Despite this, the present analysis contends that the South China Sea is not currently a ‘core interest’ for which China will seek to defend with unwavering commitment. For example, Xue Gong’s research shows that several Central State-Owned Enterprises (CSOEs) have lobbied for national policies to expand Chinese economic interests in the SCS, particularly in areas of tourism, oil exploration and infrastructure development.
The author argues that China will continue to support these state-run agencies as “long as business interests converge with the country’s national interests.”China does have economic interests in the SCS, but they largely come from a desire to be the defining influence in the region as opposed to acquiescing and allowing that privilege to remain in the hands of the United States.
In regards to the SCS issue, China and Xi will continue to “remain vigilant against the incursion of foreign influence in issue areas as disparate as a variety of international regimes, even if it realises that it cannot deal with complex problems by itself.” China has maintained bilateral relations with those nations with which it has territorial disputes, many going back centuries.
This is why China rejects decisions by outside global organisations as being shadow arbiters of U.S. interests. Recent legal decisions on maritime claims against China, as well as its ratification of UNCLOS has superseded any historical claims to territories in the South China Sea. As such, China is facing a difficult task of convincing other parties of the legitimacy of its maritime claims. Xi realises this and will limit provocative actions in the SCS to those that do not threaten the stability of the region.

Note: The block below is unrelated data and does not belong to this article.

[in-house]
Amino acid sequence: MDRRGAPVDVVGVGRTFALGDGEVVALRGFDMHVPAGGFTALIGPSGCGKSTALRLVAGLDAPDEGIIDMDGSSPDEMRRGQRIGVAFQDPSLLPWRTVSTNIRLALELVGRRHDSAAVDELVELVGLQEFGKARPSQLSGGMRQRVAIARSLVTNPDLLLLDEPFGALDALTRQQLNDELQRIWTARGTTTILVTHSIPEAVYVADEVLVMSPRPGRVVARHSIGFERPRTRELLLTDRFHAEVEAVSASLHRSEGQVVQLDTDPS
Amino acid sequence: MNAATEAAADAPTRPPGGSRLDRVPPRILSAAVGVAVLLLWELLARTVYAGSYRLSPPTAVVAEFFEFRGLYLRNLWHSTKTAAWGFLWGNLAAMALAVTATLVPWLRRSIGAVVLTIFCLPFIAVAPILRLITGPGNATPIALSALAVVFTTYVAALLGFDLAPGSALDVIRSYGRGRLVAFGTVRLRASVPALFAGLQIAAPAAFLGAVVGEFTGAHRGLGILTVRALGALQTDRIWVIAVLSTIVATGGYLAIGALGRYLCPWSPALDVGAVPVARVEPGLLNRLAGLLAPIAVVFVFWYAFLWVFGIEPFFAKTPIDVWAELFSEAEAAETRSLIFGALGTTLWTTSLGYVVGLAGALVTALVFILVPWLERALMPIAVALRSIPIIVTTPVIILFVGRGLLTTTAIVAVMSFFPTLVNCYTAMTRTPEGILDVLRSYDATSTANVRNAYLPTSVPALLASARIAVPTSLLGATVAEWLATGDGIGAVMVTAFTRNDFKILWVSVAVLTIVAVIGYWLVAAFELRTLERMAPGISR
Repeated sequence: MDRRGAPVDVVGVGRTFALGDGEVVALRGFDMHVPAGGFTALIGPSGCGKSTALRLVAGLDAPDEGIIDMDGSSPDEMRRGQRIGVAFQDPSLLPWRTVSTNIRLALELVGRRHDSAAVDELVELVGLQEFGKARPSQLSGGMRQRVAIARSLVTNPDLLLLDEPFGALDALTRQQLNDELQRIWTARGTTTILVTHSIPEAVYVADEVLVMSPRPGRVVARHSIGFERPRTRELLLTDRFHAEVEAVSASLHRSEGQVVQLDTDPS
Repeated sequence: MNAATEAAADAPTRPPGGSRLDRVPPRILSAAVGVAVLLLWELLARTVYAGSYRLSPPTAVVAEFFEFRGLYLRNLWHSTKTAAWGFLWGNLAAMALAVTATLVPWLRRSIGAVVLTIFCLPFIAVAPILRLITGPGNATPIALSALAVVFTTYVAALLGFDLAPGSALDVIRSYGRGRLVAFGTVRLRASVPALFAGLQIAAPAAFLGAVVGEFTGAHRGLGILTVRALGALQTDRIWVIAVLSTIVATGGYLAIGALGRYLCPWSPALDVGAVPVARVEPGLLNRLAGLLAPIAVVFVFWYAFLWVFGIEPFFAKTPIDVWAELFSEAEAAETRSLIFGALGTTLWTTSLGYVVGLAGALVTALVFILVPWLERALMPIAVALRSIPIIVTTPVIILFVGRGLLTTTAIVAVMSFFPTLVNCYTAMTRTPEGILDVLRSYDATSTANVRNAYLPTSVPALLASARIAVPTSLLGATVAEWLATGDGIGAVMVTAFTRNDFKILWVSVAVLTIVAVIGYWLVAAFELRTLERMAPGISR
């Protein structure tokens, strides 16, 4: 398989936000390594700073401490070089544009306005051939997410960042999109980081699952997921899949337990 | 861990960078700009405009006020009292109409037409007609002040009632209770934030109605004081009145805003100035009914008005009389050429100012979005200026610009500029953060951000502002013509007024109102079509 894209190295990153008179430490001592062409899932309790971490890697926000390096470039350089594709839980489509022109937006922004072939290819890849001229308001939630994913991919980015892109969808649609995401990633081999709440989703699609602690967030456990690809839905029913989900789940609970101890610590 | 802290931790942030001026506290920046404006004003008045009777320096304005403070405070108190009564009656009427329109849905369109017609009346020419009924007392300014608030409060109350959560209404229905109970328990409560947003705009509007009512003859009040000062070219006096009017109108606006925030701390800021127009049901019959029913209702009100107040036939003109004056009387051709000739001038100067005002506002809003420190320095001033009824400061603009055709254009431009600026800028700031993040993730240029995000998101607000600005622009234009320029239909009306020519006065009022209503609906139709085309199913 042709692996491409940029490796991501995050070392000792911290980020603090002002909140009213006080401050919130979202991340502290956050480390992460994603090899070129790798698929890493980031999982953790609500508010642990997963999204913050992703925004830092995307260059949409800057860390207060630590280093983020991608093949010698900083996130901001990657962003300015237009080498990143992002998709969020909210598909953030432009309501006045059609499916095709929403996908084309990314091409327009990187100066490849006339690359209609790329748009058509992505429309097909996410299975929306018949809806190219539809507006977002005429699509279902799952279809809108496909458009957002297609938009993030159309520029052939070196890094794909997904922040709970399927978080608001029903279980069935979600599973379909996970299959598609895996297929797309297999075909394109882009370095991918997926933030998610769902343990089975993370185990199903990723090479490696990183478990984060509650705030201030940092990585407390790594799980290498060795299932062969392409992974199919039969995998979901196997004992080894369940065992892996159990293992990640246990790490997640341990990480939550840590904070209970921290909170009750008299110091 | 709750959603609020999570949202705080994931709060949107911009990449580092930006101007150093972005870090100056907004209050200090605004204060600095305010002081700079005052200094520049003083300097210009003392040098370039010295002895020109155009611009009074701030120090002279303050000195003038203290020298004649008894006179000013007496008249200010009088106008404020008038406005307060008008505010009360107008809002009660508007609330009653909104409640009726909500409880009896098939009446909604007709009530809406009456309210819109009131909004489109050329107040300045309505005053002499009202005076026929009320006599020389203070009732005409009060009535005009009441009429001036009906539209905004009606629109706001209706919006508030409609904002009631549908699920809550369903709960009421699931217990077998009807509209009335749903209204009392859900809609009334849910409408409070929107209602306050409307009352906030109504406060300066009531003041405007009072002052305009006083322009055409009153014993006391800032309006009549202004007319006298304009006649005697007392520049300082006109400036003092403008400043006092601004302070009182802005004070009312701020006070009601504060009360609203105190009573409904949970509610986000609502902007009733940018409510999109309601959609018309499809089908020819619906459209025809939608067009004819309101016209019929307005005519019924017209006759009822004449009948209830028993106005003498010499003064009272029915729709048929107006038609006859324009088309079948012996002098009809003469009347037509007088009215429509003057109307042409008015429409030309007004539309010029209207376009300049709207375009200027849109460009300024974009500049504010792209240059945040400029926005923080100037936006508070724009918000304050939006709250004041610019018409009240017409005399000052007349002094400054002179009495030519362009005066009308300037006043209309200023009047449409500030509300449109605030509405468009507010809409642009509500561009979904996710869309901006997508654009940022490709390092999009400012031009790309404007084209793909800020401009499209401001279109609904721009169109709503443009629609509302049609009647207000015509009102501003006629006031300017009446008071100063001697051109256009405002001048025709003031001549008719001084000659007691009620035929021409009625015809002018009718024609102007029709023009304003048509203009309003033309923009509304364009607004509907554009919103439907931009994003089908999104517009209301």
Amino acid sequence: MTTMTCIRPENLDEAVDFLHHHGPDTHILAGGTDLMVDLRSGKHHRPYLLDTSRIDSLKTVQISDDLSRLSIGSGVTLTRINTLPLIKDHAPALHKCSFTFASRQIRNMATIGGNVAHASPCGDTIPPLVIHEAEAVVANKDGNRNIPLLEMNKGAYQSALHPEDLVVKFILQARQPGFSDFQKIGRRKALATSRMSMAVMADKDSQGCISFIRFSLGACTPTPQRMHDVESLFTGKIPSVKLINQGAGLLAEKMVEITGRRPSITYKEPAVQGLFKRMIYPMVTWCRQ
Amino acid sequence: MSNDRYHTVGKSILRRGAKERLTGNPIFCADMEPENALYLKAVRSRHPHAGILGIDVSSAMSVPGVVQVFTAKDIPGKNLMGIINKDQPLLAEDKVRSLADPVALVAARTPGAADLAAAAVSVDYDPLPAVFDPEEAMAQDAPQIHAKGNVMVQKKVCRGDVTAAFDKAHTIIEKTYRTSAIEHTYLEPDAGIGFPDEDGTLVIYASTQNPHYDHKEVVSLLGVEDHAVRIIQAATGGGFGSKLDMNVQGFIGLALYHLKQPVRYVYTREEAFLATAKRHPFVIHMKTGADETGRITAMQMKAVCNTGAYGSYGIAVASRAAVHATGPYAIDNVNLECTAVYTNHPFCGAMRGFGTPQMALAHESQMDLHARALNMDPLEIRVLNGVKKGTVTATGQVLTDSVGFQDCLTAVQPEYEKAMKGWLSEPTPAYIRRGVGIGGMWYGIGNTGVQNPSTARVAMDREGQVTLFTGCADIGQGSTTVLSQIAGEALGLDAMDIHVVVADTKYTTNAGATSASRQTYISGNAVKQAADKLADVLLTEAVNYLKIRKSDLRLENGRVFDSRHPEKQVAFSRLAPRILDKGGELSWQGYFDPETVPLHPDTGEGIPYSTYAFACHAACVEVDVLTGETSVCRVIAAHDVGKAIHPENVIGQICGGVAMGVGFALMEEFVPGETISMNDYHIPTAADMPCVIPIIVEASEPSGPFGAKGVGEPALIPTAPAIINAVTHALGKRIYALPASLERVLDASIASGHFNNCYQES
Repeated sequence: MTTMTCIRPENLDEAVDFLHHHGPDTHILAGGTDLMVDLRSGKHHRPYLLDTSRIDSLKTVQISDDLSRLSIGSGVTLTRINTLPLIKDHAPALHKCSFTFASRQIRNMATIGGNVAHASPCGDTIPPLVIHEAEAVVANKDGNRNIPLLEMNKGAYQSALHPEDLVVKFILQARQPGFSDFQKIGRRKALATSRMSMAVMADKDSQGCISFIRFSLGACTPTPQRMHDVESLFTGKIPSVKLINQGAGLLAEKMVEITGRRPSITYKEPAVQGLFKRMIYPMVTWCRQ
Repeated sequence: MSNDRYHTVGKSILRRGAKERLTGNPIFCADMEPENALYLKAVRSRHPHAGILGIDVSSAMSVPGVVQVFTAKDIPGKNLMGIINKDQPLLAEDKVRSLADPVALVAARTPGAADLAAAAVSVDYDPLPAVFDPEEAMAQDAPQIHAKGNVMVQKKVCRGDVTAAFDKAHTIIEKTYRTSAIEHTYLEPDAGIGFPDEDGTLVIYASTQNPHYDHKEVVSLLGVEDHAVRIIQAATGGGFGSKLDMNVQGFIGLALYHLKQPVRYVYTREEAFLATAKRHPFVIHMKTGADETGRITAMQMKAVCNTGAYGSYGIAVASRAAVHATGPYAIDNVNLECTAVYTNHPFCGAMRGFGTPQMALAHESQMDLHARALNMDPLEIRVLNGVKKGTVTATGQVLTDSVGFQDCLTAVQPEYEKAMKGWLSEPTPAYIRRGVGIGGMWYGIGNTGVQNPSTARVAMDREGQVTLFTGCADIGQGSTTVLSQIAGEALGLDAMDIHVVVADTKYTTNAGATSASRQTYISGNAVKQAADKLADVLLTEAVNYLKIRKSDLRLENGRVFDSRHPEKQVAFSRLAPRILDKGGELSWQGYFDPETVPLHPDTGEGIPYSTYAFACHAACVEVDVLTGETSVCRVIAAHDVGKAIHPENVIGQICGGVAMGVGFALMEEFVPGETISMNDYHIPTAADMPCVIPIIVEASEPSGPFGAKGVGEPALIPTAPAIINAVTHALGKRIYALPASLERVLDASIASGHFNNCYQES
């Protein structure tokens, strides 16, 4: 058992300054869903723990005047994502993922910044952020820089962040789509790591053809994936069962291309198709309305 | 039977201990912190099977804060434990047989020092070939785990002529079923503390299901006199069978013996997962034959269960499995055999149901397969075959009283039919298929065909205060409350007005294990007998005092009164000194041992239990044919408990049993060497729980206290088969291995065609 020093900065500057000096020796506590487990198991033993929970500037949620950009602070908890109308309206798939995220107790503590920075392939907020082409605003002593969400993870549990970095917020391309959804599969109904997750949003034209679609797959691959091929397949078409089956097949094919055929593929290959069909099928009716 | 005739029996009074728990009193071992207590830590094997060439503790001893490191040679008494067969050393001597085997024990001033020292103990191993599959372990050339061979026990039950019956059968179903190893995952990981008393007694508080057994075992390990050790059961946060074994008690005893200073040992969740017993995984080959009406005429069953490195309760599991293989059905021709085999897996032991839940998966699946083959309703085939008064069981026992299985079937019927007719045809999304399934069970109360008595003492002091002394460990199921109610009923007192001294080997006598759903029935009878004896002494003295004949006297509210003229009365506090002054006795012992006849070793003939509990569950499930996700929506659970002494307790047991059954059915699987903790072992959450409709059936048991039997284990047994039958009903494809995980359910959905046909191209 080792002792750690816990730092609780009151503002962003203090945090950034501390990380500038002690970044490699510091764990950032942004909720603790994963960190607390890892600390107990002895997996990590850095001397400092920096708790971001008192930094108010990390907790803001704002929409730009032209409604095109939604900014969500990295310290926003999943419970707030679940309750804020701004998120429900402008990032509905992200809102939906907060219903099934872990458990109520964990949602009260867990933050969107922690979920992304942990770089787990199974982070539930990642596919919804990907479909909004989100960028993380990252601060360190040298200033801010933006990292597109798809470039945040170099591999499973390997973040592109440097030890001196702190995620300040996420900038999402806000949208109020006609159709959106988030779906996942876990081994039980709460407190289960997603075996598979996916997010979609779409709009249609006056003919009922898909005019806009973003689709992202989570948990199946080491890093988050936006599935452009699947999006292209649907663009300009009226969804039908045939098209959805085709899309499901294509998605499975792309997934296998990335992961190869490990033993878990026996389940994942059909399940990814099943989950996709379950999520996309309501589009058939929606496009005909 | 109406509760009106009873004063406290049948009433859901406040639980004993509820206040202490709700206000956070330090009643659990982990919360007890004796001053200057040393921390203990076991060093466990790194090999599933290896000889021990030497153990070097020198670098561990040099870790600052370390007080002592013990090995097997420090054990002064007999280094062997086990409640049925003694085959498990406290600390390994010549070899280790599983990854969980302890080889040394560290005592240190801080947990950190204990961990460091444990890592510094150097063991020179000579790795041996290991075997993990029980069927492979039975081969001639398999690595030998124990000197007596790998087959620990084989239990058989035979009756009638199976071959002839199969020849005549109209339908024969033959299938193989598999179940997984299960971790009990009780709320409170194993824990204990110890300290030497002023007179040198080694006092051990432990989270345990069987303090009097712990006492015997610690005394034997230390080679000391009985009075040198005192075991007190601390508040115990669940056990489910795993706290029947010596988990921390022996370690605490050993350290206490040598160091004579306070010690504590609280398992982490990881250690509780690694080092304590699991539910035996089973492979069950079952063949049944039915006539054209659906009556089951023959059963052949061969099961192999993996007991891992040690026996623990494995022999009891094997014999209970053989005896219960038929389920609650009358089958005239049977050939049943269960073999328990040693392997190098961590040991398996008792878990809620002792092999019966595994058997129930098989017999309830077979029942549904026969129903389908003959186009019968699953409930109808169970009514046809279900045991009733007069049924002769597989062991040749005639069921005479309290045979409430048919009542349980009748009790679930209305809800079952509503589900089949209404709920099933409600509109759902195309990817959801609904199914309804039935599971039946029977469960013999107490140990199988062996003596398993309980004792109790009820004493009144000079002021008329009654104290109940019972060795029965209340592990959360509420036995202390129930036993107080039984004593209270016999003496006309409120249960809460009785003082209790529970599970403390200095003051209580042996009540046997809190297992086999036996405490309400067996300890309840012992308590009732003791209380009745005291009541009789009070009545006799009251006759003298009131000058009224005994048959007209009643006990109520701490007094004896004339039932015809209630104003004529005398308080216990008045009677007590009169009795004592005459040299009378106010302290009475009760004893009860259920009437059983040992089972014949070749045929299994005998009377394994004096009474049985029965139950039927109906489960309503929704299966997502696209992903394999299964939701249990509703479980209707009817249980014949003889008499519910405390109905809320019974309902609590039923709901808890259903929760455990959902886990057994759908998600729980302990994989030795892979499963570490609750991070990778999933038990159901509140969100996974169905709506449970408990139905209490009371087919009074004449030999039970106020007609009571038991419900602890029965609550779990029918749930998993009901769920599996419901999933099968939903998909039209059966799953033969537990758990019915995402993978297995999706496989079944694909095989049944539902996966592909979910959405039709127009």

However, actions that threaten to contain China or challenge his “strong man image” among the domestic population are likely to provoke Xi. China wants a stable region to facilitate its economic development under OBOR. An increasingly unstable region threatens that success. As far as feasibility, Xi can achieve much greater success through OBOR than through the SCS issue.
China, under President Xi, has undertaken an historic task to expand its economic influence across half the world through its OBOR initiative.
China sees it is safer to pursue economic advances under the New Silk Road (OBOR),which are seen as beneficial by China’s partners, than to push for aggressive expansion in the SCS over which the United States is most certainly going to challenge.
China will take advantage in the SCS where it can, but it will prioritise OBOR over the SCS for the foreseeable future. Ever the long game player, China will bid its time until its position for expansion in the South China Sea is more tenable.